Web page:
Wednesday, November 15, 2006

Manure and nutrient supplements effect on iron-deficiency chlorosis in soybean.

Lori Scott, Southwest Research & Outreach Ctr., 23669 130th Street, 23669 130th Street, Lamberton, MN 56175, United States of America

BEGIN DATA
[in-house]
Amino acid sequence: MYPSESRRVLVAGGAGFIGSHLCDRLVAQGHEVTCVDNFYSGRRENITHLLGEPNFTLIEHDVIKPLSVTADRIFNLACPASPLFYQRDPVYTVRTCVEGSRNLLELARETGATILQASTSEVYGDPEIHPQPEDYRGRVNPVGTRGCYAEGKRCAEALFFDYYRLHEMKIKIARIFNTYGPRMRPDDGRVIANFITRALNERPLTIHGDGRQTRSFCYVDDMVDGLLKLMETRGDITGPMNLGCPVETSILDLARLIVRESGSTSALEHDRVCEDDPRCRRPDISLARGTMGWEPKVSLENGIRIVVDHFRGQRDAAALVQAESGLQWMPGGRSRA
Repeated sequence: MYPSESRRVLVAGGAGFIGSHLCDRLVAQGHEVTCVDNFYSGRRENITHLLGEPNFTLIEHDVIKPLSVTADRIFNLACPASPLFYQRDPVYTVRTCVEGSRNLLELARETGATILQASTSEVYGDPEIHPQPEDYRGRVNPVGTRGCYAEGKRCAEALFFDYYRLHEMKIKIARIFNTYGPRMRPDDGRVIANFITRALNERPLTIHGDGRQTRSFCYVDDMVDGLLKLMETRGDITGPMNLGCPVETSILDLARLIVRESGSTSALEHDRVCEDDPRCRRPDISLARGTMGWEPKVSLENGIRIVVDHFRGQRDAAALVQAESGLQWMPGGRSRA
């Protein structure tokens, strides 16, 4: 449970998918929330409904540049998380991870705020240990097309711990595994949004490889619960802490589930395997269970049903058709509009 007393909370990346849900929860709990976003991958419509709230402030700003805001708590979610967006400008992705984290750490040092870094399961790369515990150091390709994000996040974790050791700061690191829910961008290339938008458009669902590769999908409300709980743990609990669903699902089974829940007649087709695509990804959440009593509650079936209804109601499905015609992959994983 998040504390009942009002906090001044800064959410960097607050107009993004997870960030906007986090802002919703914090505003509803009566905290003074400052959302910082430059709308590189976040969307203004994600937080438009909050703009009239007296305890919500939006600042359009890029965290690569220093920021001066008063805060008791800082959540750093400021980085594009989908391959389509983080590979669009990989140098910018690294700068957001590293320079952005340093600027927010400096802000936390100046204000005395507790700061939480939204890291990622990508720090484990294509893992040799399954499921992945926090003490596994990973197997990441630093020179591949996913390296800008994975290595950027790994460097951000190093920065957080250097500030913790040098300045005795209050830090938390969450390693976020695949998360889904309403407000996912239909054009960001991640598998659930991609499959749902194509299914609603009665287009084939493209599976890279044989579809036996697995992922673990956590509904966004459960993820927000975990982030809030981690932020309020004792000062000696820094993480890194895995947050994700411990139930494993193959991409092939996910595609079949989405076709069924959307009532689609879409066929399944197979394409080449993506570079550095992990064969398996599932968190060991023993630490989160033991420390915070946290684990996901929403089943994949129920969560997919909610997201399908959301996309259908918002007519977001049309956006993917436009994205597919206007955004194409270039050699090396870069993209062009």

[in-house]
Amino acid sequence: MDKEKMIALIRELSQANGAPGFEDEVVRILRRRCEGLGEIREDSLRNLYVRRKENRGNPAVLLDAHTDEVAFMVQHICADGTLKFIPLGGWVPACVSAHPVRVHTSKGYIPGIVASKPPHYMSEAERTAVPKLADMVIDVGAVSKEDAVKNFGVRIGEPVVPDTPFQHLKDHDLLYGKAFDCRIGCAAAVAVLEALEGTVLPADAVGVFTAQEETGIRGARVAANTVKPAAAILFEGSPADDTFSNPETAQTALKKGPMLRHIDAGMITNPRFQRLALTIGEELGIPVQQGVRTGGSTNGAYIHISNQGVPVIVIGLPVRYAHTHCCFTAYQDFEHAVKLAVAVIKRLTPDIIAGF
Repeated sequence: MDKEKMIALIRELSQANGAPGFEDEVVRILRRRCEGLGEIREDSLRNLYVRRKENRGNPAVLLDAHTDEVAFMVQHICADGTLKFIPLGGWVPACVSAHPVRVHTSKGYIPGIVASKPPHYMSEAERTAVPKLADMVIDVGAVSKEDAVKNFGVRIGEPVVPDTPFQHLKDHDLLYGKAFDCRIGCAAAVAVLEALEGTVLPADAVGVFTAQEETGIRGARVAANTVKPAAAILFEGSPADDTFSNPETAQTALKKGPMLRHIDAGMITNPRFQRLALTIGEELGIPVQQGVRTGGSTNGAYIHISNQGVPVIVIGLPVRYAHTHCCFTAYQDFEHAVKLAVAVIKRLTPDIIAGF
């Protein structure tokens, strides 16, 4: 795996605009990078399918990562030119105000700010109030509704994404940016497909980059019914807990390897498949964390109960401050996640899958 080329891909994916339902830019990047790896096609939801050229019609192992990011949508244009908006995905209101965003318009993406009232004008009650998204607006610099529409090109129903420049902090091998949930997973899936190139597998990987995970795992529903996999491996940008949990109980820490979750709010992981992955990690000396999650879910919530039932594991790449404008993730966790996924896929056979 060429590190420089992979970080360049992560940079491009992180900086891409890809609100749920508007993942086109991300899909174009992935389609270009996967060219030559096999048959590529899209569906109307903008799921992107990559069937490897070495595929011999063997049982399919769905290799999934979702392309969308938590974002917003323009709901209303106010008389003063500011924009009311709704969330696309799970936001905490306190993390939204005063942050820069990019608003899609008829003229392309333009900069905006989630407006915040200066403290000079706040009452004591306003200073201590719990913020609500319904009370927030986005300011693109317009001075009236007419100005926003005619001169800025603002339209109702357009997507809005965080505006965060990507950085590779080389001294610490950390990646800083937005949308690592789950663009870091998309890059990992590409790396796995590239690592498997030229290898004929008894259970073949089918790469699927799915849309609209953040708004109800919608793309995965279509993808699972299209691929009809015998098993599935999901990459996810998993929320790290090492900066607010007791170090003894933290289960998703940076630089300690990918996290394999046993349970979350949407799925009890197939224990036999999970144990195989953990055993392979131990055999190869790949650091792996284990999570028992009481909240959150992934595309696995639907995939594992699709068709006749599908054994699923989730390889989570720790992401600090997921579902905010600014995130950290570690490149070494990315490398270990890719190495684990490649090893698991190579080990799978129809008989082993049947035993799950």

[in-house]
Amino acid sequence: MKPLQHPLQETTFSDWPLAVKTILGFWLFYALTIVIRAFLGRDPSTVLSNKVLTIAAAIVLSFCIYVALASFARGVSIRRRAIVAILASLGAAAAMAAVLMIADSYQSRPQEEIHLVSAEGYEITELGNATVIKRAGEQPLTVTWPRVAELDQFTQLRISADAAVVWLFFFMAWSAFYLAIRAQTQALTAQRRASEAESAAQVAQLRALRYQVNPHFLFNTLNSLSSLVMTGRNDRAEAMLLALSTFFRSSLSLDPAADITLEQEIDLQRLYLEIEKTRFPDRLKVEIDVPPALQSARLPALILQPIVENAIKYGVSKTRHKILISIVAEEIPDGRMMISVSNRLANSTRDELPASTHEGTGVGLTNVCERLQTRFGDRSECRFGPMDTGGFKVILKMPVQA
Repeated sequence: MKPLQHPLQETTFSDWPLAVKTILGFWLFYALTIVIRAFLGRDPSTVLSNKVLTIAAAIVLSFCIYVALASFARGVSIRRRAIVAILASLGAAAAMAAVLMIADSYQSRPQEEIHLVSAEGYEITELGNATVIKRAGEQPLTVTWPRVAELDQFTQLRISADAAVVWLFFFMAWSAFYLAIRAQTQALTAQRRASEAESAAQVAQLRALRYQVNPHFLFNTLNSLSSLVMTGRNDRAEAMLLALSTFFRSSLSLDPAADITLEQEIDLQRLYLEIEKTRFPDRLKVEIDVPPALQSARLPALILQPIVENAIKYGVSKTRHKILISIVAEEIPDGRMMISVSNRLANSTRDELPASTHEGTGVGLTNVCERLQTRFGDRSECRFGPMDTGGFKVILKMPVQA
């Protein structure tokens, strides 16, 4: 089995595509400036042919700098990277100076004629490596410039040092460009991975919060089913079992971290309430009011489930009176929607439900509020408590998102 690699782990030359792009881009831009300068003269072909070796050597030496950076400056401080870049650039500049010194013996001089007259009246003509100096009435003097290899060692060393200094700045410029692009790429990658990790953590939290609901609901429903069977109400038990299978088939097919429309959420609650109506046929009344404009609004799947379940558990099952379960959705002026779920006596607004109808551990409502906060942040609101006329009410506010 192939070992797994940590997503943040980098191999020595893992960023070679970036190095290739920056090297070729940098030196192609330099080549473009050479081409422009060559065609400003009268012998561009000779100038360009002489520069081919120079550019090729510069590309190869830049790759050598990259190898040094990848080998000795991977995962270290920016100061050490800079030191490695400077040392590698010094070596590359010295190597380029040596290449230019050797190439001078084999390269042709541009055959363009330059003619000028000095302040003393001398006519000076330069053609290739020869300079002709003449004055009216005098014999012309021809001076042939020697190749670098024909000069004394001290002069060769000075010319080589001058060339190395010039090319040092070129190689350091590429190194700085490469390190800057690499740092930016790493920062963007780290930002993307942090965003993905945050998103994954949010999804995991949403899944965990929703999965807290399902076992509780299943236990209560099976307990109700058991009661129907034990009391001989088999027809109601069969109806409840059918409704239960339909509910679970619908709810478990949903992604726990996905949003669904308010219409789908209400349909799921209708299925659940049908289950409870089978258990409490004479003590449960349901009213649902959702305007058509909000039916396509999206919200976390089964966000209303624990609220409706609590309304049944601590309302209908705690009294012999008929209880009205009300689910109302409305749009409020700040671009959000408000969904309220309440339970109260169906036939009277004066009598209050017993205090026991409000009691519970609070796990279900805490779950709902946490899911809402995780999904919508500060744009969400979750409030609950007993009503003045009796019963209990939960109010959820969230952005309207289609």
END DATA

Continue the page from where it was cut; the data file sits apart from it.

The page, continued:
Anecdotal evidence suggests that manure application may improve or worsen iron-deficiency chlorosis symptoms in soybeans.  We planted five soybean varieties with four supplement treatments including application of liquid hog manure, application of K, application of P, and a control treatment with no supplement applied at five locations.  The supplements were applied in two 12-inch bands about six inches from each side of the hill plots at the time of emergence.  Application rates were 2.36 g TSP per strip (80 lb P2O5/ac), 1.86 g potash per strip (86 lb K2O/ac), and 300 mL manure per strip (2800 gal/ac).  Subsequent nutrient analysis of the manure indicated that the P content in the manure was lower than anticipated and the actual rates of P2O5 and K2O applied as manure were 40 and 94 lb/ac.  Chlorosis symptoms were scored visually on a 1 (no chlorosis) to 5 (severe chlorosis with necrosis or death) scale.  Chlorosis scores for varieties were significantly different from each other but supplement treatment effects were less significant.  Compared to the control treatment having no supplement, manure worsened IDC scores and P or K alone improved IDC scores – control vs. manure (P = 0.06), control vs. P2O5 (P = 0.14), control vs. K2O (P = 0.06).  If neither the P nor K component in the manure is associated with worsening of chlorosis that the manure itself is associated with it may be the N content or another component of the manure affecting IDC.  The presence of nitrate may discourage nodulation, reducing the iron-uptake siderophore activity that would otherwise be present with the root nodules.